Because of continuous soil erosion along the steep slopes, the hillock’s subsoil has started to give way. Moreover, the area is increasingly becoming a center of antisocial activities such as liquor brewing and drug consumption, which creates safety concerns. Clearly, the forest and the ecological systems it supports are threatened, and if left unsupervised, they will eventually be completely overrun.

Site Access

“The Malabar Hill Forest Trail thus arises out of the urgent need to preserve and restore the forest’s rich ecosystem, while creating a new, sustainable interface between nature and the city.” The 12-acre green pocket of Malabar Hill Forest houses an abundance of flora and fauna including trees like gulmohar, copperpod, mango, coconut, rain tree, jamun, and jackfruit, and a dozen rare birds including the rose-ringed parakeet, hornbill, coppersmith barbet, magpie-robin, golden oriole, and peafowl. This diverse mix of plants and wildlife creates a recreation spot full of ecological diversity.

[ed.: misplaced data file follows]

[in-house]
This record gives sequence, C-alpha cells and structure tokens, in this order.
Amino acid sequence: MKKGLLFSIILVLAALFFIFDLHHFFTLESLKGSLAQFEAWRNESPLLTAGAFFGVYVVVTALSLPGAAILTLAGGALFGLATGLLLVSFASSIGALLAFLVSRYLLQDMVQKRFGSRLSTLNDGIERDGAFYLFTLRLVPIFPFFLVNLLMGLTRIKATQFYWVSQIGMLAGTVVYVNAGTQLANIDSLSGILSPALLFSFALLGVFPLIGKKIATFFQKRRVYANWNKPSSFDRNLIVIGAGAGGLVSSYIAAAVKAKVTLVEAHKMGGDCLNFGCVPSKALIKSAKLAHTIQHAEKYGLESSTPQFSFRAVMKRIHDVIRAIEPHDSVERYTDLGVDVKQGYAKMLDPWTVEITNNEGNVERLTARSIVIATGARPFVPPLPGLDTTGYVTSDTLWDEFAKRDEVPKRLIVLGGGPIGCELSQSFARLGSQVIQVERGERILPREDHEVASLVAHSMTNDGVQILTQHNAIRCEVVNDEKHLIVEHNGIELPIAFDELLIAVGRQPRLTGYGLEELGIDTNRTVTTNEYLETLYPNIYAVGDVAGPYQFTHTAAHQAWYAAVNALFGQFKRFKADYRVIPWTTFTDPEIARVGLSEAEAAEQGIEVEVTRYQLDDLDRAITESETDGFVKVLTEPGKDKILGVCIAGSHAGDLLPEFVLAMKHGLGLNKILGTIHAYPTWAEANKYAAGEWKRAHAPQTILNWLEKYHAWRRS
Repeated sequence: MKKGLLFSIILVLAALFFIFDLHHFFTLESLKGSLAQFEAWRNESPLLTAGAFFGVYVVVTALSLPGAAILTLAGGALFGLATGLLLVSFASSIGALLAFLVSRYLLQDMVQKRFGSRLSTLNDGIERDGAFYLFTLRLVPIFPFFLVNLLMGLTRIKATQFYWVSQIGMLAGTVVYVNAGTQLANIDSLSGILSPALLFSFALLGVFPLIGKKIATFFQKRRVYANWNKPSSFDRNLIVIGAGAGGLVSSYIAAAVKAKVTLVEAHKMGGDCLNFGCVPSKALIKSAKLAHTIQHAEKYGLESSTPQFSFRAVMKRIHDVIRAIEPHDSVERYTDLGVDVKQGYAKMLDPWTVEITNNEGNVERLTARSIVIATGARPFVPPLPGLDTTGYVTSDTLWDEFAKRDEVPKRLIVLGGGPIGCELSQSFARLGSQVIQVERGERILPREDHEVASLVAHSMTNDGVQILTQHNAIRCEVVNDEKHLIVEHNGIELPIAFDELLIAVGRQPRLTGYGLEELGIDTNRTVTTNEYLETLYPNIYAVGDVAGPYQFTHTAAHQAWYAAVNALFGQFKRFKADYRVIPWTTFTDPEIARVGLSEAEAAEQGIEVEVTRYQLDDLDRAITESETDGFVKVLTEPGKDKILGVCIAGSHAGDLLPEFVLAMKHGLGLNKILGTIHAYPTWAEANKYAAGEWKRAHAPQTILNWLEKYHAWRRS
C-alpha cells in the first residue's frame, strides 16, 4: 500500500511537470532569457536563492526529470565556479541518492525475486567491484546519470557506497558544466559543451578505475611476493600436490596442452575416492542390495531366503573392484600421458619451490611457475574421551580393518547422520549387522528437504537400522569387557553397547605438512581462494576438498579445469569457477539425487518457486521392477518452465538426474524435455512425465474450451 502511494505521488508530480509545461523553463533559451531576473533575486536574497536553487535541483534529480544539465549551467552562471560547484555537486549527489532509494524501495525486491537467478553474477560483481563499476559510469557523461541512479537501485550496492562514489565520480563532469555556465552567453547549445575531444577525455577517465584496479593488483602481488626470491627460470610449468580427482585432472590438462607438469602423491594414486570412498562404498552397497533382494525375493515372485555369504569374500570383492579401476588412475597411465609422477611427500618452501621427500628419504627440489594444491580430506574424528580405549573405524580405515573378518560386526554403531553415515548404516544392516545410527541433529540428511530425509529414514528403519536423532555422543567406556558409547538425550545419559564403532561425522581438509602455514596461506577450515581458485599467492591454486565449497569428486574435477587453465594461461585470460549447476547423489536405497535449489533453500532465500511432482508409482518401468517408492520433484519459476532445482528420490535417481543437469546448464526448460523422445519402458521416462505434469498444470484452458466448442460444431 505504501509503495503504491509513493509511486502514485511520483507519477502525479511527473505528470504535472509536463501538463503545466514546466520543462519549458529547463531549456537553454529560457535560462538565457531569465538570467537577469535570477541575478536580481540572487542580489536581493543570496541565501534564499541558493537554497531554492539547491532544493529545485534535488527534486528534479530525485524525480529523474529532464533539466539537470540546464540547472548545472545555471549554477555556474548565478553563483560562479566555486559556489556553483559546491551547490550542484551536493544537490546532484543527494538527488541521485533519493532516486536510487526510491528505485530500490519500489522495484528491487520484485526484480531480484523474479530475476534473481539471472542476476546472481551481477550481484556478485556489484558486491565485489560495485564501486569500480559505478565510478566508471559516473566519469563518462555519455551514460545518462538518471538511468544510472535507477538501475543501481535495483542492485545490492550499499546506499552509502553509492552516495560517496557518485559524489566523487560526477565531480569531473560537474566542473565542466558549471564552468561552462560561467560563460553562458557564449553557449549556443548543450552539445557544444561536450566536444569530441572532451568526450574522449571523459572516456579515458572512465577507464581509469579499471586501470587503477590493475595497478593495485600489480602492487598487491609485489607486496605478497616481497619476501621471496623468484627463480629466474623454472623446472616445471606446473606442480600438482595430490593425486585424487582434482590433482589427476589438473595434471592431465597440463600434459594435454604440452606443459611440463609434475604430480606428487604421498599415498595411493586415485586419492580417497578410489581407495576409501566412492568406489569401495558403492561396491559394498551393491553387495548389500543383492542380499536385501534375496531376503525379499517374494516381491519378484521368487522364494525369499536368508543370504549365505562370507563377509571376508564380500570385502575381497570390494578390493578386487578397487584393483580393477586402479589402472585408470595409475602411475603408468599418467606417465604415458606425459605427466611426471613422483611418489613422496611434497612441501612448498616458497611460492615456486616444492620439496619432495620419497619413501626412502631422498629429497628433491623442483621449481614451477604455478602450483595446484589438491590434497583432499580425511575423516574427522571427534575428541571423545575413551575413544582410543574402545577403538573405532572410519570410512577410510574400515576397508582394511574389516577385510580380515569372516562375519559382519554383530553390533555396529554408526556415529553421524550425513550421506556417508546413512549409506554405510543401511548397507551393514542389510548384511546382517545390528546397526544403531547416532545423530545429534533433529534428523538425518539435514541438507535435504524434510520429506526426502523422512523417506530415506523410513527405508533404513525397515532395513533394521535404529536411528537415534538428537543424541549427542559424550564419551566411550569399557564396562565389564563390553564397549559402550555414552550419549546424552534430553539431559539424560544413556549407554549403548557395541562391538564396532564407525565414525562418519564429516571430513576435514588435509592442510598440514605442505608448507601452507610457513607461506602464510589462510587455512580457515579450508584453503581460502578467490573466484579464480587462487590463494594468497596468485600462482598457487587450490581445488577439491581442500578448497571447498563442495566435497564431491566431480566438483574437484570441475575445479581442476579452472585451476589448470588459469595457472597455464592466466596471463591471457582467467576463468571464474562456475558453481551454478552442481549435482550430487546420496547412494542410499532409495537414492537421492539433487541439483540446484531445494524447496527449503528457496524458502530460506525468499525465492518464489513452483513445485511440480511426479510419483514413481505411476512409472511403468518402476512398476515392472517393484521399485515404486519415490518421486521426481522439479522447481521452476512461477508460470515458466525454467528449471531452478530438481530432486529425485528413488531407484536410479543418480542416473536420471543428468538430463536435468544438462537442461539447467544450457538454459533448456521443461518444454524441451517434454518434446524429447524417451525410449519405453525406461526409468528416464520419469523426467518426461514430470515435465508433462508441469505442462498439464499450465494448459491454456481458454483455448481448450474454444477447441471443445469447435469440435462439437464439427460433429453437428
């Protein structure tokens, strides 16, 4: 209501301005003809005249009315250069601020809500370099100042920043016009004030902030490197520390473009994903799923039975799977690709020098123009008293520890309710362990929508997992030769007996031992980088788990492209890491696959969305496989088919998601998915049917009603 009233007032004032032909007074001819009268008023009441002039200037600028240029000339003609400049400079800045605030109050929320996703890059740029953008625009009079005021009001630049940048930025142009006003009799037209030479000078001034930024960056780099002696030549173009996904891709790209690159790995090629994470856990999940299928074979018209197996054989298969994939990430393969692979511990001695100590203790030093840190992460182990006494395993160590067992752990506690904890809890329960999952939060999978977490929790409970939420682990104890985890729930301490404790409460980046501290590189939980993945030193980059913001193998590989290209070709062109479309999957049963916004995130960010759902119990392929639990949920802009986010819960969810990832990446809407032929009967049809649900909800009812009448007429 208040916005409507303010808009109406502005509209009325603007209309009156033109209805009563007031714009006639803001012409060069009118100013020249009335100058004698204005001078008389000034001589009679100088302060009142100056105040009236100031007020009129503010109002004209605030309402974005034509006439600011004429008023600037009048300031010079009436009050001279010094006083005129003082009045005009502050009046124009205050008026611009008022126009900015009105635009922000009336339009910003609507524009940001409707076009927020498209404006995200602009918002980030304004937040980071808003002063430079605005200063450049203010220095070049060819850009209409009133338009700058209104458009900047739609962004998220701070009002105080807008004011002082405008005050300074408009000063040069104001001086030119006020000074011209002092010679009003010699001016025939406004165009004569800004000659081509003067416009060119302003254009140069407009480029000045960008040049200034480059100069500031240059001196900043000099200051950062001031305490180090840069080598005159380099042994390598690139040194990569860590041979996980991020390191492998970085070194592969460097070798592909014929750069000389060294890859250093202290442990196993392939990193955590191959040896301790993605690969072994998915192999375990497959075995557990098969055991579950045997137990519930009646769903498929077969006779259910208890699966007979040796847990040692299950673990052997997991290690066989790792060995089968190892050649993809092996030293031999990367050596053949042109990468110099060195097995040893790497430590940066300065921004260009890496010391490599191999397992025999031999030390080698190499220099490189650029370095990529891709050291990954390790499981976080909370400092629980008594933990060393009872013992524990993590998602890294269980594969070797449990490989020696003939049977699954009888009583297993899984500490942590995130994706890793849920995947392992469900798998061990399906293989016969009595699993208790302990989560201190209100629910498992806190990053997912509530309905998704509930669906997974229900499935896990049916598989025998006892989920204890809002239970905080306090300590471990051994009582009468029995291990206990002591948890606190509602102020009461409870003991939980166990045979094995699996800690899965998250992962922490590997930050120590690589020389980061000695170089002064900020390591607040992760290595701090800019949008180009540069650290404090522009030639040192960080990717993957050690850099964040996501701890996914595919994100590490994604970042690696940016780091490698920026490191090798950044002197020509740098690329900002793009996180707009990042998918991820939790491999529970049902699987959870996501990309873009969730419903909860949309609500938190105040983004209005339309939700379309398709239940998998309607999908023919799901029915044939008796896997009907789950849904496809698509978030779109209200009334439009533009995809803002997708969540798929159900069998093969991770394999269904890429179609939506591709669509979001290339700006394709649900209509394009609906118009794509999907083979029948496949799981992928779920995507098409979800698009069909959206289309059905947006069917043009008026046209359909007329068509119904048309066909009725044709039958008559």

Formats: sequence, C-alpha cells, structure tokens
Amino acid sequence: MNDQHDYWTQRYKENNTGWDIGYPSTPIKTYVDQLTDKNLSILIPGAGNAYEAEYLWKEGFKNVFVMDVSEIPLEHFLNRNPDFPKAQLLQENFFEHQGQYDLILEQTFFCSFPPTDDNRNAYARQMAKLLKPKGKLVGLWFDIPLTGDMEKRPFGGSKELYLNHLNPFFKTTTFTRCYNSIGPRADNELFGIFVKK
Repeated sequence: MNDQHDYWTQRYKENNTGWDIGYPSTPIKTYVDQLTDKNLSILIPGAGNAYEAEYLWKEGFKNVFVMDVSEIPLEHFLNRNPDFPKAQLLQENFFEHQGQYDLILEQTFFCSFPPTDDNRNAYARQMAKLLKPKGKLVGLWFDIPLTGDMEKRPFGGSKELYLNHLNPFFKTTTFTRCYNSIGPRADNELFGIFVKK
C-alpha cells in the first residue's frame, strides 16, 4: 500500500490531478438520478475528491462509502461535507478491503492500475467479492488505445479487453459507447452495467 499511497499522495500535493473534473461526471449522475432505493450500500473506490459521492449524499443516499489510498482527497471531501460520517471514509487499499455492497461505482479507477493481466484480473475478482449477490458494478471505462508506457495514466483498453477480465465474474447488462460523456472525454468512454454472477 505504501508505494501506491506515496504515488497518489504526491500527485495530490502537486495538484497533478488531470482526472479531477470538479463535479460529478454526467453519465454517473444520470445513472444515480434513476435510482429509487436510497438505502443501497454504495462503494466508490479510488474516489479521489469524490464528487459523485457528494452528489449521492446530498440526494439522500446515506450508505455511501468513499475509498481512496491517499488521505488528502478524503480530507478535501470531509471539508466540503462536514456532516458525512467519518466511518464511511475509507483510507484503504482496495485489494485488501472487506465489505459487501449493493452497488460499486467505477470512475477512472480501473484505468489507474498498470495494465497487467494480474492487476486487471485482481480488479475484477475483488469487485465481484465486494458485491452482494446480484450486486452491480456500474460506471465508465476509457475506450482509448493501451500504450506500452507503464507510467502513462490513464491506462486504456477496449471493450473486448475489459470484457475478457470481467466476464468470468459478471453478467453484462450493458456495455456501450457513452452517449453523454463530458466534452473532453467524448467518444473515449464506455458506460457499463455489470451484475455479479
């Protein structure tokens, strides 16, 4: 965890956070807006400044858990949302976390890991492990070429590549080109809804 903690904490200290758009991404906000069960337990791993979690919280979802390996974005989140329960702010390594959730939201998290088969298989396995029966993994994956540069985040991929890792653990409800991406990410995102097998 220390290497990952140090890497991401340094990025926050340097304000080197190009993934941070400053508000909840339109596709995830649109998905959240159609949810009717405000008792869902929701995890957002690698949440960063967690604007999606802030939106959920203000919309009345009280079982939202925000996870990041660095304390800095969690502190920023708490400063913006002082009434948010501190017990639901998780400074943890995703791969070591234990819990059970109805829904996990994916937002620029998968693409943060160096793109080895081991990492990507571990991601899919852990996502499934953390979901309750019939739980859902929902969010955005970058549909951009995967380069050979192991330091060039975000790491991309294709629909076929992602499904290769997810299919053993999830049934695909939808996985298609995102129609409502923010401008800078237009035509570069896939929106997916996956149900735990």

While the new elevated walkway will follow roughly the same path as the two existing trails on the ground level, it will stretch for a total length of 705 metres, taking visitors through the entire forest. “The site will be fenced on the ground level and ingress/egress points will be provided at either end of the trail, connecting it to the two existing, prominent points of access for Malabar Hill: a 192-step stairway from the Babulnath temple in the south and a 100-step picturesque stairway carved into the hill from the Hughes Road bus stop area in the south-west, both of which will be restored as part of the project.” Additionally, a utility block with toilets, ticket booths, and other public amenities will be built at the start of the trail towards the west along Siri Road.

Site Plan
The elevated walkway minimises impact on the forest floor.